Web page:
In a fresh warning to be careful what you post online, this week saw two individuals plead guilty to sending threatening tweets to feminist campaigner Caroline Criado-Perez. Isabella Sorley, 23 and John Nimmo, 25, from Newcastle and South Shields respectively, pled guilty in Westminster Magistrates Court to sending messages of a menacing character by a public electronic communications network, contrary to the Communications Act 2003. Sentencing will take place later this month with Sorley being remanded in custody until such time; Nimmo received bail.
Caroline Criado-Perez was subjected to the online abuse following her successful campaign to have Jane Austen appear on the new £10 bank notes. The campaign was prompted by the Bank of England’s announcement that Winston Churchill would be replacing Elizabeth Fry, the only female presence on bank notes, on the new £5 notes. The announcement of the campaign’s success was hailed “a brilliant day for women” by Criado-Perez, however others were less than impressed… Criado-Perez was subsequently subjected to a barrage of abusive tweets to her Twitter account including threats of rape and violence.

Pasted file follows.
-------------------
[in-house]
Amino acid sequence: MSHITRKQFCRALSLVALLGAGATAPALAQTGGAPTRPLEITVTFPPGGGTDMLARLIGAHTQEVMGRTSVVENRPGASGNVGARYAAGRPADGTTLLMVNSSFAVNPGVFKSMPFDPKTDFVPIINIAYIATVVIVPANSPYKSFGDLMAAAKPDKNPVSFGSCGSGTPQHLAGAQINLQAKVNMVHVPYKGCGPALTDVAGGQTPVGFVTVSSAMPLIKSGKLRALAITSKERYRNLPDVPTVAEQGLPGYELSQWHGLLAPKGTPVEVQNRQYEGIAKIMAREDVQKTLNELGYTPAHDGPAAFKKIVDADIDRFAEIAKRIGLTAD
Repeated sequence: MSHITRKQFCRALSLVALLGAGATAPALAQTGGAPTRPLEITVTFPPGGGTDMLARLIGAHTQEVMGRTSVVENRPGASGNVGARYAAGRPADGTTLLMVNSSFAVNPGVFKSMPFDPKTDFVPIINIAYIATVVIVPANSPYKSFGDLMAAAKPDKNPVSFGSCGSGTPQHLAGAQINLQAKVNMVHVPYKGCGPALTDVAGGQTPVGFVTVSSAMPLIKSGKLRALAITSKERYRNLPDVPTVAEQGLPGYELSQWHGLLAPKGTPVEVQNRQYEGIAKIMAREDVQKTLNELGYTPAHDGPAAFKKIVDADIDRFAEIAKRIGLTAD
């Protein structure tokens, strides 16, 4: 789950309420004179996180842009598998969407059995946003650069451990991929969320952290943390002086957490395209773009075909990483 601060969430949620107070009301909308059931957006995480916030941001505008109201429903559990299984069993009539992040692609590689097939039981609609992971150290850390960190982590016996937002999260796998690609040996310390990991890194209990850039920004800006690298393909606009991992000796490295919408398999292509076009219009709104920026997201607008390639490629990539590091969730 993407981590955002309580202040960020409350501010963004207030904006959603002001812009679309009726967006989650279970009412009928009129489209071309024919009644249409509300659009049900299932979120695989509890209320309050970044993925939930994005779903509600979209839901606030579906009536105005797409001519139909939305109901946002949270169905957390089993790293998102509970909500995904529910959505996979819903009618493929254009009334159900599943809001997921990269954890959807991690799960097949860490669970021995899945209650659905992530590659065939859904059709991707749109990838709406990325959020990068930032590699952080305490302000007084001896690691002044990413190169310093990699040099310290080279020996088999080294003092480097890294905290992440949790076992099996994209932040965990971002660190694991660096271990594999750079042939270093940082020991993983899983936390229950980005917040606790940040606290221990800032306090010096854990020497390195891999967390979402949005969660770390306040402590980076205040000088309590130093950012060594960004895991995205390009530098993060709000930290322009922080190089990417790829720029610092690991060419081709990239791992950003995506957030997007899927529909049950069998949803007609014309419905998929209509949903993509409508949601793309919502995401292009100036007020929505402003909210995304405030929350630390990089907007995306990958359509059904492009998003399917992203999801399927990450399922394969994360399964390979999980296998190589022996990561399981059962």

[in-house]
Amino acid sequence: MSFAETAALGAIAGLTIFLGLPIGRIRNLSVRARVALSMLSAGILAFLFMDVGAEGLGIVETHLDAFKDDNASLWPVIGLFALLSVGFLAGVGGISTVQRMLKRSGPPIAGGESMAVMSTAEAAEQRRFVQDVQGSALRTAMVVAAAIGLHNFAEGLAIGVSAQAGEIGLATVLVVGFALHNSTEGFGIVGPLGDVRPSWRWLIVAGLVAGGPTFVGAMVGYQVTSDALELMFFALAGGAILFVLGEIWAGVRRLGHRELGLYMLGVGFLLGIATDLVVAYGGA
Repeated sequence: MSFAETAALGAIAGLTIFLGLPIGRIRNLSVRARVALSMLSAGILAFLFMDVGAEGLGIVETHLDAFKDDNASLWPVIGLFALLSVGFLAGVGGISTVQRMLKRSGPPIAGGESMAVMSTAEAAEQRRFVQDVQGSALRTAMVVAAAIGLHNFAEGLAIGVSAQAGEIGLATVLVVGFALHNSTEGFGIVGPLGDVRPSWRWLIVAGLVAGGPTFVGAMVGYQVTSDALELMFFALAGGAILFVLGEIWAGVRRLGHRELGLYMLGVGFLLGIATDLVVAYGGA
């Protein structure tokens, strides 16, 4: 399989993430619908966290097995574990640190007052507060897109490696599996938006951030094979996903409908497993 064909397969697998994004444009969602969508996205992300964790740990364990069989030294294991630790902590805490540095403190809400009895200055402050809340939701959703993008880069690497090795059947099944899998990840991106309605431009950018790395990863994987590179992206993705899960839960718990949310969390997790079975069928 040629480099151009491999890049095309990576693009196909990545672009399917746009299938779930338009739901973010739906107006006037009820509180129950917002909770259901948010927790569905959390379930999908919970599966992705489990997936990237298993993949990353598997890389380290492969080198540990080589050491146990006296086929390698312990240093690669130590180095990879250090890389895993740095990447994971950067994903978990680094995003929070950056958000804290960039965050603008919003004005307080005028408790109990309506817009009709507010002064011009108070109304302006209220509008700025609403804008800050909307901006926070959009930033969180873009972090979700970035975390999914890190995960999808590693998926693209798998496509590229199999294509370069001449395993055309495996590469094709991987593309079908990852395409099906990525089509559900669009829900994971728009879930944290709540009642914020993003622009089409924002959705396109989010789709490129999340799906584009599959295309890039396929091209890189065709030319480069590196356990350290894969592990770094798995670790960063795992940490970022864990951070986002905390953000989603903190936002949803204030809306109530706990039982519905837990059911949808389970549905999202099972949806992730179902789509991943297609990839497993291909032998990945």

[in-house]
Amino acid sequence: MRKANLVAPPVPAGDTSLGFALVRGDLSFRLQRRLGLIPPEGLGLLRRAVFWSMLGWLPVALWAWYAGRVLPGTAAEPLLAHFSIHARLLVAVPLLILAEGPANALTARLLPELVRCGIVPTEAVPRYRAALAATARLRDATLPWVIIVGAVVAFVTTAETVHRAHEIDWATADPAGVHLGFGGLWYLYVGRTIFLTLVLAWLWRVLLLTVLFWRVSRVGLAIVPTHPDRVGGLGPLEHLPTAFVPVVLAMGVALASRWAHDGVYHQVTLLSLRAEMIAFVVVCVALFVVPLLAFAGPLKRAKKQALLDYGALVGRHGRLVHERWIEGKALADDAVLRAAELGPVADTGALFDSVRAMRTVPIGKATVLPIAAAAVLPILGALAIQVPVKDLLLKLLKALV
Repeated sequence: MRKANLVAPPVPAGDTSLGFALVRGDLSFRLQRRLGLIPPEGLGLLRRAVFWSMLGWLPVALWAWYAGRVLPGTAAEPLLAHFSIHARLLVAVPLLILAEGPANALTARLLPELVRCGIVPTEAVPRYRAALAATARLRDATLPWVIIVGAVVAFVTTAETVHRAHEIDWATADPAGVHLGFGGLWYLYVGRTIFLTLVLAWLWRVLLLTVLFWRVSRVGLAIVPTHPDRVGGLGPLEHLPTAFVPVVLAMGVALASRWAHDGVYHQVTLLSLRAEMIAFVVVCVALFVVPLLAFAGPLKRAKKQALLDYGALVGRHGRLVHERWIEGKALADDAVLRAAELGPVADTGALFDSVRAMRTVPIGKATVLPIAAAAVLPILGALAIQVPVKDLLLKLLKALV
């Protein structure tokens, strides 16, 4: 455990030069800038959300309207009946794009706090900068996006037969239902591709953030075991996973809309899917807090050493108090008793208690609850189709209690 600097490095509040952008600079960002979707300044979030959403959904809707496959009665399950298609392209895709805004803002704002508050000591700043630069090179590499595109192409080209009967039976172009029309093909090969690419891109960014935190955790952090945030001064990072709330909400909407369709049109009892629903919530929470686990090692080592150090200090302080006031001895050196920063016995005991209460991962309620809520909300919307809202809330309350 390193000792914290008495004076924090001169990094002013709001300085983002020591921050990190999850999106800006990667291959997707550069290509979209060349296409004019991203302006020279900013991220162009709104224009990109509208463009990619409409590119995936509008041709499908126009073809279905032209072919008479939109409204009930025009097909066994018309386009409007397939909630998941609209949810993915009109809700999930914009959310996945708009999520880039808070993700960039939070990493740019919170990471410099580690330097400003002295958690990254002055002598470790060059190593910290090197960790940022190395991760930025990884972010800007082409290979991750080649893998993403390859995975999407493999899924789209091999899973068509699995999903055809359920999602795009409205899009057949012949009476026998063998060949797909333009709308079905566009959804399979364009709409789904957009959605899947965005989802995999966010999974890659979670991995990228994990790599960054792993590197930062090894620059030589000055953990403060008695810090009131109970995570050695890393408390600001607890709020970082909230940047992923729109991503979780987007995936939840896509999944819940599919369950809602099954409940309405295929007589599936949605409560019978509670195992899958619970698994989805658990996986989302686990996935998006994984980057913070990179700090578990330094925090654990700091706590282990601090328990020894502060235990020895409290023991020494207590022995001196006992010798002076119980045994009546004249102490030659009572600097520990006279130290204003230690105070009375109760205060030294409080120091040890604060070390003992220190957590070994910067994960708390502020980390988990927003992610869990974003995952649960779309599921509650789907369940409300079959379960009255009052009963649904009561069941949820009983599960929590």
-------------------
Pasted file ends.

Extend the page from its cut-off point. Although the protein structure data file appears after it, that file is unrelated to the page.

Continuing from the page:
This week’s events follow previous similar instances which highlight that online abuse will not be taken lightly and could result in criminal action. Notably a 17 year old was arrested in summer 2012 following abusive tweets sent to Tom Daley after he failed to win a medal in the 10 metre synchronised diving event at the London Olympics. Abuse including claims Daley had let his late father down and threats of drowning resulted in the responsible tweeter receiving a harassment warning.
Under s127 of the Communications Act 2003, the sending by means of a public electronic communications network of a message or other matter which is offensive, indecent, obscene or menacing is an offence which could result in up to 6 months imprisonment or a fine of up to £5000. Clearly individuals should not presume that they can hide behind their computer should they choose to post abuse online…